Minnesota DNR releases first comprehensive deer management plan
After two years and hundreds of public comments, Minnesota Department of Natural Resources biologists have released their first ever comprehensive statewide deer management plan.
The new plan will guide all aspects of deer management in Minnesota for the next 10 years. And a lot of things won’t change much. The rough harvest goal is 200,000 deer per hunting season, which is in line with the 20-year average.
When harsh winters shrink the herd, the agency will hand out fewer antlerless permits, just as it has for many years.
But one thing that will change is how the DNR thinks about Chronic Wasting Disease, or CWD.
According to DNR wildlife manager Leslie McInenly, when the lethal brain disease was first spotted in Minnesota’s deer population, her office thought in terms of quick solutions. But she said that’s not working anymore.
“We’re kind of at a transition period in our CWD management,” she said. “The plan was always surveillance, and how to get rid of it, over a three-year time frame. What do we do, now that it’s persisting on our landscape?”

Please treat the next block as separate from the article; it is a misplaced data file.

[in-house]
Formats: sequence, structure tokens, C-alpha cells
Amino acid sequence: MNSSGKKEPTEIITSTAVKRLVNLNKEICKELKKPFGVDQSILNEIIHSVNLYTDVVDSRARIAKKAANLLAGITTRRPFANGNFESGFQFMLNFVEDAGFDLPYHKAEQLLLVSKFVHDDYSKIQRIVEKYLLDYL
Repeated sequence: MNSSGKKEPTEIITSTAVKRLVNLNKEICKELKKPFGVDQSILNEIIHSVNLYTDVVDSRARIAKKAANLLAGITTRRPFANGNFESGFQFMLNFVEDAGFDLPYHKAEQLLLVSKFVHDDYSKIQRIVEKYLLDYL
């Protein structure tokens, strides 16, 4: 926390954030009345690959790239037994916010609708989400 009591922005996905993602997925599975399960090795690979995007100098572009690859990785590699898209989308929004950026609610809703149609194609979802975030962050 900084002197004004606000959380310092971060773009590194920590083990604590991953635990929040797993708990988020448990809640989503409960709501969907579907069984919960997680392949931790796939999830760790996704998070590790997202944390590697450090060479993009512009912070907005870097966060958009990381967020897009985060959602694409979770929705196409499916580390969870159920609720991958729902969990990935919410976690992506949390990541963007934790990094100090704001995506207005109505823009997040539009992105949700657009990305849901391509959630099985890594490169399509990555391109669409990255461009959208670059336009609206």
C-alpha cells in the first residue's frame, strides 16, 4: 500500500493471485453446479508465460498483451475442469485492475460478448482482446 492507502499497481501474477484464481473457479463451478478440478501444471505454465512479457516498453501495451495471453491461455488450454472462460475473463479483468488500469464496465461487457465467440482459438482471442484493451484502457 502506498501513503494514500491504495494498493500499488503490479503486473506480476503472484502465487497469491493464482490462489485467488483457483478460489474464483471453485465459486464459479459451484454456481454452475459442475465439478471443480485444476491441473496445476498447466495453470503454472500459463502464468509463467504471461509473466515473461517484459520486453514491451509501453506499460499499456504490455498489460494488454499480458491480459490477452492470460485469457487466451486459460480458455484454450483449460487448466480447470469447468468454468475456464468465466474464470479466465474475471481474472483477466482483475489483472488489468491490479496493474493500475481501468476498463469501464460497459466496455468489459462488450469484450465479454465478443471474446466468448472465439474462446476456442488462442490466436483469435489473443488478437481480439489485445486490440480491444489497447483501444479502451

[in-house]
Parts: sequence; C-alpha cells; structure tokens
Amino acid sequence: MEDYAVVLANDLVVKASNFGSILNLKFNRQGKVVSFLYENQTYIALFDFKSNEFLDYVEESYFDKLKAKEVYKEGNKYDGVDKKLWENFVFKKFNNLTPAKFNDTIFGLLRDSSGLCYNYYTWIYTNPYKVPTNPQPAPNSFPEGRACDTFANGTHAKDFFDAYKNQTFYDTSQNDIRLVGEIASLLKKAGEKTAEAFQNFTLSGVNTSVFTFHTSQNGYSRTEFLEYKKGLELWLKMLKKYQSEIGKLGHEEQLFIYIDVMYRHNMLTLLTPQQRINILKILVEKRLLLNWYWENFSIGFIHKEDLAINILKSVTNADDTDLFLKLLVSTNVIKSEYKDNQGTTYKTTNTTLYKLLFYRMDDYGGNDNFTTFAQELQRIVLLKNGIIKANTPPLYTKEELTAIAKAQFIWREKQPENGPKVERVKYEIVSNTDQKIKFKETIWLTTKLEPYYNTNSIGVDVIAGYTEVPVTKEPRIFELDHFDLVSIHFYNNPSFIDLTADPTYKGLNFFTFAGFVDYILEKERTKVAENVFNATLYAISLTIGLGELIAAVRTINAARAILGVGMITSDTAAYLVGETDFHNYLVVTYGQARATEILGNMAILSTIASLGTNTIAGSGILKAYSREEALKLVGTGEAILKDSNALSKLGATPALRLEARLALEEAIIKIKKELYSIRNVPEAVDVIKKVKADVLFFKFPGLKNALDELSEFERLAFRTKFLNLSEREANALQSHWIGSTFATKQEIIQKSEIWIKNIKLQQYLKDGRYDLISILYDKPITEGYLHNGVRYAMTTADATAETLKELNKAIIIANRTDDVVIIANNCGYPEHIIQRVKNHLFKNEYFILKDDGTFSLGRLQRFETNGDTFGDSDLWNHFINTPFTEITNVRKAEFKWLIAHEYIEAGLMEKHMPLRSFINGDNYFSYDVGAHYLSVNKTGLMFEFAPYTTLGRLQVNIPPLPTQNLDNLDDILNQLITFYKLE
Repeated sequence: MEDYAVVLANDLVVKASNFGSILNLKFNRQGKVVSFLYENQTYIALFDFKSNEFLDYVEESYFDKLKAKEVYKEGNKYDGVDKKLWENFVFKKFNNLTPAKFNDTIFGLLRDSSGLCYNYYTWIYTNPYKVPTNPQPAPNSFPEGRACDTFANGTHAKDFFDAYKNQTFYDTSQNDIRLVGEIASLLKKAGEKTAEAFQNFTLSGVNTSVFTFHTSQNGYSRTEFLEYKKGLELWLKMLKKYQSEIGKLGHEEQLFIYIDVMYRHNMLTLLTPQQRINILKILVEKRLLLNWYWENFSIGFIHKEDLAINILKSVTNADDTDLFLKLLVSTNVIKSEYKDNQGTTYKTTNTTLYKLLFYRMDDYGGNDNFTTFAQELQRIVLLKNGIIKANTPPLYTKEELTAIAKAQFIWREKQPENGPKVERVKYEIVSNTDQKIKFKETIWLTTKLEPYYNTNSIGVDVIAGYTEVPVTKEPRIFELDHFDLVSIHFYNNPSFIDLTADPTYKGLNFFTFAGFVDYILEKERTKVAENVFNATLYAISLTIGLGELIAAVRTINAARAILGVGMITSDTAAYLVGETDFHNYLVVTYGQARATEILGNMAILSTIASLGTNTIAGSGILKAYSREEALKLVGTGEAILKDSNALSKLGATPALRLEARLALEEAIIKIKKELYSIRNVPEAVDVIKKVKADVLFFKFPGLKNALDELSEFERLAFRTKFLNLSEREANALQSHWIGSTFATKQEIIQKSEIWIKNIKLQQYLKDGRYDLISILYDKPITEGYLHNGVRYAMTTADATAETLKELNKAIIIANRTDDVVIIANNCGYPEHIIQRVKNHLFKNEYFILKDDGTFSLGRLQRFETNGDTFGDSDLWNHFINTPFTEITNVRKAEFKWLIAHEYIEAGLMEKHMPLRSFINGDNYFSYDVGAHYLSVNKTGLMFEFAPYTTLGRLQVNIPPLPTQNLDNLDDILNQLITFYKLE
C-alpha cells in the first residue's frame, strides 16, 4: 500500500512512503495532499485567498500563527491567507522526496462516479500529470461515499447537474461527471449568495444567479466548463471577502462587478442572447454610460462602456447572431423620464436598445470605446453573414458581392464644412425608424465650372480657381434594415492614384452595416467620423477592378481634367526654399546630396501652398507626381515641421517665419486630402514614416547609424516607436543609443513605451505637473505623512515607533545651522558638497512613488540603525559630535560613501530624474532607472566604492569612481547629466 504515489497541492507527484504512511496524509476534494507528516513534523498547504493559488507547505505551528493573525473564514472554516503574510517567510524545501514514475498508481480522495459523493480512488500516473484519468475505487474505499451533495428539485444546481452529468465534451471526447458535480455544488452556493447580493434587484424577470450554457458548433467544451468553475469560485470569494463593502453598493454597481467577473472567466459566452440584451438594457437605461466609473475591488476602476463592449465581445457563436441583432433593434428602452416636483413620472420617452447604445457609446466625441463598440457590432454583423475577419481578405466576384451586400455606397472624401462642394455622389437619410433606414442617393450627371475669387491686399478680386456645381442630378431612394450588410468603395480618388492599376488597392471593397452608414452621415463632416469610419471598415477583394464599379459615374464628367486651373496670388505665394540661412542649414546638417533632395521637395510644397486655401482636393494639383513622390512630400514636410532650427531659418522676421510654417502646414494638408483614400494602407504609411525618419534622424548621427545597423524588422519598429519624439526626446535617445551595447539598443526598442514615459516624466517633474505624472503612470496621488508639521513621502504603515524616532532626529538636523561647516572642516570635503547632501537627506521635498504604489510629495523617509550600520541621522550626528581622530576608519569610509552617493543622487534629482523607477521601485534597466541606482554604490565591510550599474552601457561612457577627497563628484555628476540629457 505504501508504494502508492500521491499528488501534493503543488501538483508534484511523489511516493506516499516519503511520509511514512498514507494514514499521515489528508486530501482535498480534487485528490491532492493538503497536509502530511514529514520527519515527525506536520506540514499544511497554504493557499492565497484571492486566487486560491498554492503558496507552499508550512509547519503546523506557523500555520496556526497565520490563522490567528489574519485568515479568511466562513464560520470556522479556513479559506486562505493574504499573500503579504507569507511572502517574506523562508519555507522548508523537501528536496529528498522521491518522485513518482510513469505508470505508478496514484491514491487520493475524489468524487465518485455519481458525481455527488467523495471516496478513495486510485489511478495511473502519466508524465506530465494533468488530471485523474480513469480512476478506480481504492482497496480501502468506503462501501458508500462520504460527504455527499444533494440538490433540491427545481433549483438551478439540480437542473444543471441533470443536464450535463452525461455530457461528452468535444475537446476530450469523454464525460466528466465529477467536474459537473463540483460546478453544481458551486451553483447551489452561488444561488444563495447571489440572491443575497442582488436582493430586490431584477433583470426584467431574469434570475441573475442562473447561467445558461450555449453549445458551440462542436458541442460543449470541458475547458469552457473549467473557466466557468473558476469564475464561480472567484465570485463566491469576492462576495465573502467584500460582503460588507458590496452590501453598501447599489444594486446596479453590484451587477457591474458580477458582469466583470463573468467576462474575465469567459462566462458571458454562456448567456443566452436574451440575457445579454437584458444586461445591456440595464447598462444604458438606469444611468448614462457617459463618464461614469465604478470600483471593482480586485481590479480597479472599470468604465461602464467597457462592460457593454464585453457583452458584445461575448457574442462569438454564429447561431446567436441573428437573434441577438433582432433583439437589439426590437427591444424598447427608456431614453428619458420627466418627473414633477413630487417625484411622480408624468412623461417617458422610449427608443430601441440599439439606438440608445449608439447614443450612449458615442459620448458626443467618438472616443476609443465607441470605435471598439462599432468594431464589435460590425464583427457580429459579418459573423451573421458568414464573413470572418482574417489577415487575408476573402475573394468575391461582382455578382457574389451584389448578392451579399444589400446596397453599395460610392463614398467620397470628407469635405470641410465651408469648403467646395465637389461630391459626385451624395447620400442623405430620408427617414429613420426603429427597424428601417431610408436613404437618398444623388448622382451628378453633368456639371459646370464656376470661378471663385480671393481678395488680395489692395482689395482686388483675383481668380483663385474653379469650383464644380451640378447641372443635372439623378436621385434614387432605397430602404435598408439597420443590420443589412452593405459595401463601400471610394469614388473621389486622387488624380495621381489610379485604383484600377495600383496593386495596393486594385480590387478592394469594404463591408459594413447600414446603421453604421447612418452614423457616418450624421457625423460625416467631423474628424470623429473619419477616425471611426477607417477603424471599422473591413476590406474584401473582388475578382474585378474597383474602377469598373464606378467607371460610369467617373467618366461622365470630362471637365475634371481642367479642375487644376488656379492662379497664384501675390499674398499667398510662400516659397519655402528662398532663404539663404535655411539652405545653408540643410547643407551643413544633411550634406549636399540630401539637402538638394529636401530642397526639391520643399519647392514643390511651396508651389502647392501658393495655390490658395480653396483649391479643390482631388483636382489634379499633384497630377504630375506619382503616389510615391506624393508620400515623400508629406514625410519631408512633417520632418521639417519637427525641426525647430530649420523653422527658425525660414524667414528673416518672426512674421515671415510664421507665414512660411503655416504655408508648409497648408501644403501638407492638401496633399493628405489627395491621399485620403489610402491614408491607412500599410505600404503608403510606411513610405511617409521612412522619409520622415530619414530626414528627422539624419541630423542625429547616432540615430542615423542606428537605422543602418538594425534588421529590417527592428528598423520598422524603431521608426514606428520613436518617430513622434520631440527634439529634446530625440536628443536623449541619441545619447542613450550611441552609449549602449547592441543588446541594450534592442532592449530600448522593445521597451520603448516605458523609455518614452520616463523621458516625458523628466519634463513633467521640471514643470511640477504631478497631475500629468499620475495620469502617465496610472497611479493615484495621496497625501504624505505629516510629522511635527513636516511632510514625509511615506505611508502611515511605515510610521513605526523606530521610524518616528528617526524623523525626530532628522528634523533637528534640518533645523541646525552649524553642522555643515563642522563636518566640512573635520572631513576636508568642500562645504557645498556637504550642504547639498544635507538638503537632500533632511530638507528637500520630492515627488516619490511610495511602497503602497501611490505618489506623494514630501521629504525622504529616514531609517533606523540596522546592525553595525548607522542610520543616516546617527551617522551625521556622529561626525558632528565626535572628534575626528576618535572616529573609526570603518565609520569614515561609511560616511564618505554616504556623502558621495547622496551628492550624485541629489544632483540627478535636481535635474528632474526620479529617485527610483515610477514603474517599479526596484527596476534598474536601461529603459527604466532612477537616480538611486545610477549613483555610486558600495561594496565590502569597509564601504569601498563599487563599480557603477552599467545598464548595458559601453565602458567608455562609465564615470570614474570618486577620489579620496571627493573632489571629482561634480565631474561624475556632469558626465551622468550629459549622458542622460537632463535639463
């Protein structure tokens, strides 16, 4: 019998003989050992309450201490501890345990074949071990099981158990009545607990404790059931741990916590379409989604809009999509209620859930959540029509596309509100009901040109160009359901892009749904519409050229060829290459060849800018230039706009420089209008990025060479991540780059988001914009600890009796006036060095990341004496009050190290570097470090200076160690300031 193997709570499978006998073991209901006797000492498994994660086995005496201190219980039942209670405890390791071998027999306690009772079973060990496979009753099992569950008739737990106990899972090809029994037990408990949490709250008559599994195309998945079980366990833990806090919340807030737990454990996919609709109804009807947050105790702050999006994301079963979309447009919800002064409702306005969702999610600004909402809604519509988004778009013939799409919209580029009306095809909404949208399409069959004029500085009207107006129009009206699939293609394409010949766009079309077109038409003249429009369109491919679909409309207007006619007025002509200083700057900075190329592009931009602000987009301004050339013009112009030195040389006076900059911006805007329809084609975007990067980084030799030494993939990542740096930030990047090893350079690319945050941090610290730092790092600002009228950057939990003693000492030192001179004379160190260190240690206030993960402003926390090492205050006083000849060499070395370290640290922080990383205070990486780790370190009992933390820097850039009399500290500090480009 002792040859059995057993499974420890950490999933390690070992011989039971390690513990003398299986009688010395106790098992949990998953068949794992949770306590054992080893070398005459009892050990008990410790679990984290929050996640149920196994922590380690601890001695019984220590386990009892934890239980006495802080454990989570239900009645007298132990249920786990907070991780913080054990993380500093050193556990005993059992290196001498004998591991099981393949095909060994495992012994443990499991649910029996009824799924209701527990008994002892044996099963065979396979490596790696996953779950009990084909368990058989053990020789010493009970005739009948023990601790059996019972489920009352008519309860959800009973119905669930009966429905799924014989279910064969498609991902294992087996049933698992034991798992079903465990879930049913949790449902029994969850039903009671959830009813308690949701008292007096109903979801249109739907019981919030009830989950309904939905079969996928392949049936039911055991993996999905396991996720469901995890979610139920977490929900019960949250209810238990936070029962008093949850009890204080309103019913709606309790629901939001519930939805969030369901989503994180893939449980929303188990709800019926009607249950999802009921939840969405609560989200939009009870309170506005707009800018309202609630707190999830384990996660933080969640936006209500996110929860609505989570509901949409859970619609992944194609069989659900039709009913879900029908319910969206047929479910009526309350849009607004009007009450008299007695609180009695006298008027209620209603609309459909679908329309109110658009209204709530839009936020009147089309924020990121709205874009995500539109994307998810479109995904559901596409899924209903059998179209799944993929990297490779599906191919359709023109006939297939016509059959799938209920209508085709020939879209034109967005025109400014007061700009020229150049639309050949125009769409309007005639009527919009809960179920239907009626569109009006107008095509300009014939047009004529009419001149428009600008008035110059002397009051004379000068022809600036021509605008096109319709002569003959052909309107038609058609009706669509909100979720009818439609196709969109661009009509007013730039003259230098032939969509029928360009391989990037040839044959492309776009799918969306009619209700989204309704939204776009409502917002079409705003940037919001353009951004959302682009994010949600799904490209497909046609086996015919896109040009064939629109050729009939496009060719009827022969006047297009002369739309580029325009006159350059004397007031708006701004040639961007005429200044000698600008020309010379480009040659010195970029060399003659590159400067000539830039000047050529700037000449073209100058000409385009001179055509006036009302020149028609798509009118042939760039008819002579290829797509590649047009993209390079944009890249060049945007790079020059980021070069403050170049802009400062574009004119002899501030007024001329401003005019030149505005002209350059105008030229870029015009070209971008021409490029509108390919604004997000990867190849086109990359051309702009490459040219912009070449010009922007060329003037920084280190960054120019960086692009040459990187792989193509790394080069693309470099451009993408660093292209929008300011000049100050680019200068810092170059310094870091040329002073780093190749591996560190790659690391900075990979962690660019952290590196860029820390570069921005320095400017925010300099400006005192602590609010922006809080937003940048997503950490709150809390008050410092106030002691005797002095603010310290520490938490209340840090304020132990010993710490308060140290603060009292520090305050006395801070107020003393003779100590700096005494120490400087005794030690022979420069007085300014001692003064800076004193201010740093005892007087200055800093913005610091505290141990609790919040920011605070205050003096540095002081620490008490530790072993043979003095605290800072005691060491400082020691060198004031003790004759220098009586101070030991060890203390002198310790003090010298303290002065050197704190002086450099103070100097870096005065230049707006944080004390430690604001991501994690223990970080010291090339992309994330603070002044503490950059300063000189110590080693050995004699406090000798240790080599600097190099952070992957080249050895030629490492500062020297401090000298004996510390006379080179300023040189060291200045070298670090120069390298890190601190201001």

A handful of cases were reported in southern and central Minnesota last year. Instead of concentrating only on eliminating the disease, McInenly said the DNR plans to set aside money to study it and slow its spread over the long term.
“We’re still hoping to eliminate it if possible,” she said. “But there are components we need to beef up, in terms of slowing the spread of disease.”
The new deer plan is not just about managing whitetails. It also attempts to manage the DNR’s reputation.
For the last 13 years, the agency has sent out something called the “hunter attitude survey.” The six-question survey is designed to score a hunter’s trust in the DNR on a scale from 1 to 5. Usually, the DNR hovers somewhere in the low threes — just barely on the trusting side of the scale.
McInenly said, the agency will try to improve that score, by holding more public meetings on hunting regulations and management decisions. Transparency builds trust, she said, but the trust goal is pretty modest.
“You never hit a 5 on those assessments,” she said. “So we want to maintain it at a level which has been a historically high level for us.”
That historically high level is 3.5 on the DNR trust index.